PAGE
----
Company registration

For a company to be incorporated in the United Kingdom, its application for registration with the Companies House must state "whether the company's registered office is to be situated in England and Wales (or in Wales), in Scotland or in Northern Ireland",[2] which will determine the law applicable to that business entity. A registered office may be specified as "in Wales" if the company wishes to use a name ending cyfyngedig or cyf, rather than Limited or Ltd.

Other bodies

Outside of the legal system the position is mixed. Some organisations combine as "England and Wales", others are separate.

In sports, cricket has a combined international team administered by the England and Wales Cricket Board, while football, rugby union, the Commonwealth Games and other sports have separate national representative teams for either country.

Some religious denominations organise on the basis of England and Wales, most notably the Roman Catholic Church, but also small denominations, e.g. the Evangelical Presbyterian Church. Prior to the disestablishment of the Church in Wales in 1920, the Anglican church in Britain operated under the jurisdiction of the Church of England throughout Wales and England.

The Electoral Commission maintains a register of political parties, organised according to where the party operates. As of August 2008 the Commission listed nine parties registered as operating in England & Wales (as opposed to 170 operating in England only, and ten operating in Wales only), the largest of which is the Green Party of England and Wales.

Some professional bodies represent England and Wales, for example the Institute of Chartered Accountants in England & Wales, the General Council of the Bar, the Law Society, the National Farmers Union and the Police Federation of England and Wales. Other examples include the Charity Commission, the Environment Agency, the General Register Office for England and Wales, Her Majesty's Inspectorate of Constabulary, HM Land Registry, Her Majesty's Prison Service, Mountain Rescue England and Wales, the Worshipful Company of Chartered Accountants, Livery Company, and the Youth Hostels Association.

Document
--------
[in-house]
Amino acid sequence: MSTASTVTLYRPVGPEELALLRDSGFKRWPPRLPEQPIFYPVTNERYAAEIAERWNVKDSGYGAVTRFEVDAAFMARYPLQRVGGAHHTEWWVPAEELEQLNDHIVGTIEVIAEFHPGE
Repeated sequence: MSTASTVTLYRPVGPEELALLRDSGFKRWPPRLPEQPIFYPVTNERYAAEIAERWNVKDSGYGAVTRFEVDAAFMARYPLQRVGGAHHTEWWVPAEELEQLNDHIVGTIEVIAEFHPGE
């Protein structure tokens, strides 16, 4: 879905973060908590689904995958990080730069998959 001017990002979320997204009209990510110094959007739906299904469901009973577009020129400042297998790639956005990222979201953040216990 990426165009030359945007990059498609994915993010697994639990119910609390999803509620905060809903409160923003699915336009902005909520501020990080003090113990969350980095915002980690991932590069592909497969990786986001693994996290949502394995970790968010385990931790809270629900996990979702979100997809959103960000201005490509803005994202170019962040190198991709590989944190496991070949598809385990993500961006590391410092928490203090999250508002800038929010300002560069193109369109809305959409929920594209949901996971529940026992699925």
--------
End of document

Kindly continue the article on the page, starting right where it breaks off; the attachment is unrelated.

The order of precedence in England and Wales is distinct from those of Northern Ireland, Scotland, and other Commonwealth realms.

The national parks of England and Wales have a distinctive legislative framework and history.


England and Wales have a combined population of 53,390,300, or 89% of the total population of the United Kingdom.[3] England and Wales comprises 58,368 square miles (151,170 km2), or 61.75% of the total area of the United Kingdom.

Major cities in England include London, Birmingham, Manchester, Leeds, Sheffield, Newcastle, Nottingham, Liverpool and Bristol. Major cities in Wales include Cardiff, Newport and Swansea. Cardiff was proclaimed as the Welsh capital in 1955;[4] London has been the capital of England since Norman times (replacing Winchester), and of the UK following its creation.

See also


  1. ^ Cannon, John (2009). A Dictionary of British History. Oxford University Press. p. 661. ISBN 0199550379. http://books.google.com/books?id=TYnfhTq2M7EC&printsec=frontcover&cad=0#v=onepage&q&f=false. Retrieved 15 October 2010. 
  2. ^ Subsection 9(2) of the Companies Act 2006
  3. ^ Official mid-2005 population estimate; England=50,431,700 Wales=2,958,600 UK=60,209,500
  4. ^ Cardiff as Capital of Wales: Formal Recognition by Government. The Times. 21 December 1955.